The Sumo Scene / Foreign Wrestlers Starting to Dominate Amateur Ranks of Japan’s National Sport
14:21 JST, November 1, 2023
Sumo is regarded as Japan’s “national sport,” but from the standpoint of a competitive endeavor, there are vast differences between the pro and amateur versions.
Needless to say, pro denotes “grand sumo” and the many elements of culture and tradition that it entails. Contrast that with the amateur game, which has future aspirations of being included in the Olympics and focuses on the competitive side as a pure sport.
Last month, the world championships amateurs was held for the first time in four years in Tachikawa, Tokyo. The tournament drew entries from 28 countries and regions.
For the men’s and women’s individual events, the competitors were divided into five weight classes, though there were no weight classes for the team events. The in-ring referee sported a white shirt and bow tie instead of formal kimono.
The biggest difference from the pro version was the presence of the women’s category, as well as the fact that, depending on the country, some men wore cycling shorts beneath their mawashi belts as a way to conceal their bare bottoms.
More than 30 years have passed since the first world championships was staged, and the skill level of the foreign wrestlers has improved significantly. In countries where combat sports are prevalent such as Mongolia, Georgia, Estonia and Azerbaijan, many athletes gain exposure to several such activities at once, whether it be judo, wrestling or the like, and make use of their Herculean strength to execute thrilling throws and other techniques.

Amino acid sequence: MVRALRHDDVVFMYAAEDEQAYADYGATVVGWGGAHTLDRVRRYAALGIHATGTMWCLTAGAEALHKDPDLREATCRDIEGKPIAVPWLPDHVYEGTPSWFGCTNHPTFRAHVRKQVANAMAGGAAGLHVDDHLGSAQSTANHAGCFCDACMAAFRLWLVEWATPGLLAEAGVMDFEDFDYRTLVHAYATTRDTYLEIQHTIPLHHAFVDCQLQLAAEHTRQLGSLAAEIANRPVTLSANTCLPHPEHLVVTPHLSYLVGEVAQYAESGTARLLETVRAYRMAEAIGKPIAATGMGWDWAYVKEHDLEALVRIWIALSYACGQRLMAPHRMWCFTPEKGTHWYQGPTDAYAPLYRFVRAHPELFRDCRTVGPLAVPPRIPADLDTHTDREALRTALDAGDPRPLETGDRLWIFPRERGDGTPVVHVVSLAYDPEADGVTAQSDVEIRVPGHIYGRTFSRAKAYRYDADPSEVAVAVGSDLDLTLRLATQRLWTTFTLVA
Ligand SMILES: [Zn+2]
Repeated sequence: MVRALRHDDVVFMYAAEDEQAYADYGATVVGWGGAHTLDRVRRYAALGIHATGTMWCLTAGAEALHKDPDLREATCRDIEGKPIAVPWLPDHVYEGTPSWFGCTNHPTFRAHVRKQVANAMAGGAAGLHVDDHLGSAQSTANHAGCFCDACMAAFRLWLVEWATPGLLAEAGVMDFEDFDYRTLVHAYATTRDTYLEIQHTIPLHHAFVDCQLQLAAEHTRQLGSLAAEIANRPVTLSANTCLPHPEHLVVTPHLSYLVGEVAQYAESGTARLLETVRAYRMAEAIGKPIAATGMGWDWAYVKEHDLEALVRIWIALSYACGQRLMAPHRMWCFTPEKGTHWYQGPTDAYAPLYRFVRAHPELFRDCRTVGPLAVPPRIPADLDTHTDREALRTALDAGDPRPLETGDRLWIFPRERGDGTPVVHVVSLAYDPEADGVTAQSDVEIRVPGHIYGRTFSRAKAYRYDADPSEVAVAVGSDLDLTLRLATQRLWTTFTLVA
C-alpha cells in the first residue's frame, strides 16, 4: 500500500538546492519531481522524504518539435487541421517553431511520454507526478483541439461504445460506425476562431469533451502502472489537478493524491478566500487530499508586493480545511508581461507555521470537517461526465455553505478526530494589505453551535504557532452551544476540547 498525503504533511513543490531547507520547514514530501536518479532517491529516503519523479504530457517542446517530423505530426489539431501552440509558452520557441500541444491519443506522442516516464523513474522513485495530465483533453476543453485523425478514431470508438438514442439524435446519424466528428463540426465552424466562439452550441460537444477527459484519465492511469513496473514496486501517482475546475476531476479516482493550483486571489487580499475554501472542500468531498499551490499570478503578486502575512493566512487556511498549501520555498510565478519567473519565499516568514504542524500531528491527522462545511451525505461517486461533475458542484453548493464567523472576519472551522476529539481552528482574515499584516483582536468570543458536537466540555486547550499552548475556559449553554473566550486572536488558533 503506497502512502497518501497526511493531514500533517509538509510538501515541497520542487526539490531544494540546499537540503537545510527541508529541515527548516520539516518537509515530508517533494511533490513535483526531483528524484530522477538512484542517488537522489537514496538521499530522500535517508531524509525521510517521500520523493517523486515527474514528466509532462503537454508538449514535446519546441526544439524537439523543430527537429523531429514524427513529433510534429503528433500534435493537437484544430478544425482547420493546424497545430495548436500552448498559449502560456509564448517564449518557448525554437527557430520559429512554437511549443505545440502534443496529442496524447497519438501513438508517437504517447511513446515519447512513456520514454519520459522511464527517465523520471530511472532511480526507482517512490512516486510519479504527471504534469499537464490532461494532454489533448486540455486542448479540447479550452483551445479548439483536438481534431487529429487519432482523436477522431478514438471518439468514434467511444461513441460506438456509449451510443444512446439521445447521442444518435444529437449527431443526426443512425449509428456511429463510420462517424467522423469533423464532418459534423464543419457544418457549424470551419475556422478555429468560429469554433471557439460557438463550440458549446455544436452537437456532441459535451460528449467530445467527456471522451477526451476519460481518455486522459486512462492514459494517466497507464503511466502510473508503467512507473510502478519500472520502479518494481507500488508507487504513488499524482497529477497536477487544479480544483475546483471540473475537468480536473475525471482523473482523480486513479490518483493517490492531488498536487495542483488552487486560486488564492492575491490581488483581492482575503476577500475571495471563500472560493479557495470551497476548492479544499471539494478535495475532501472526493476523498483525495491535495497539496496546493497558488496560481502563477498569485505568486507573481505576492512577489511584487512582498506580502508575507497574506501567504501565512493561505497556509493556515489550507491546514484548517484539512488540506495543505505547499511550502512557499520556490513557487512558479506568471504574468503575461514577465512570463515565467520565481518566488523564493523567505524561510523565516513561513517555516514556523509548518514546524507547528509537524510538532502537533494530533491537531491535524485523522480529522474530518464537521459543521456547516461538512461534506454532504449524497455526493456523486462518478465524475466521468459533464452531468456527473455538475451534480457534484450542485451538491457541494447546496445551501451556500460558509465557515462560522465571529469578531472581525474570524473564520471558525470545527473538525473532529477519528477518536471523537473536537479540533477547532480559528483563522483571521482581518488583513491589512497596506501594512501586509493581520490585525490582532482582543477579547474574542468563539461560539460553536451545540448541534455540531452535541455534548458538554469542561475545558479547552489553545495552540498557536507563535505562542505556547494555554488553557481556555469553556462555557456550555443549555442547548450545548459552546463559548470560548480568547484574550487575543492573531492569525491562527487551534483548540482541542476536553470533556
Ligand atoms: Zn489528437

Guiding the Estonian team was former ozeki Baruto, while the Georgian contingent was helped by that country’s former komusubi Kokkai. Incorporating the techniques of Japan’s grand sumo, it made the wrestlers even stronger.
What really stood out at this year’s tournament was the performance of the Ukrainian squad.
Ukraine excels in combat sports, and in addition to the fighter’s natural size and power, they also drew attention for their tenaciousness at the edge of the ring and their determination to never give up the fight. The Ukrainian men and women walked away with a combined seven individual titles — host Japan had only one each.
In the team event, Japan saved some face by beating Ukraine in the men’s final. But overall, the country where the sport originated was beaten at its own game.
Currently, the grand sumo world has a foreign-born yokozuna and two ozeki from overseas. The breakthrough in amateur sumo by foreign competitors blessed with physical abilities has been remarkable, too. It was a tournament in which foreign wrestlers showed anew how their power has spread around the world.
— Kamimura is a sumo expert.
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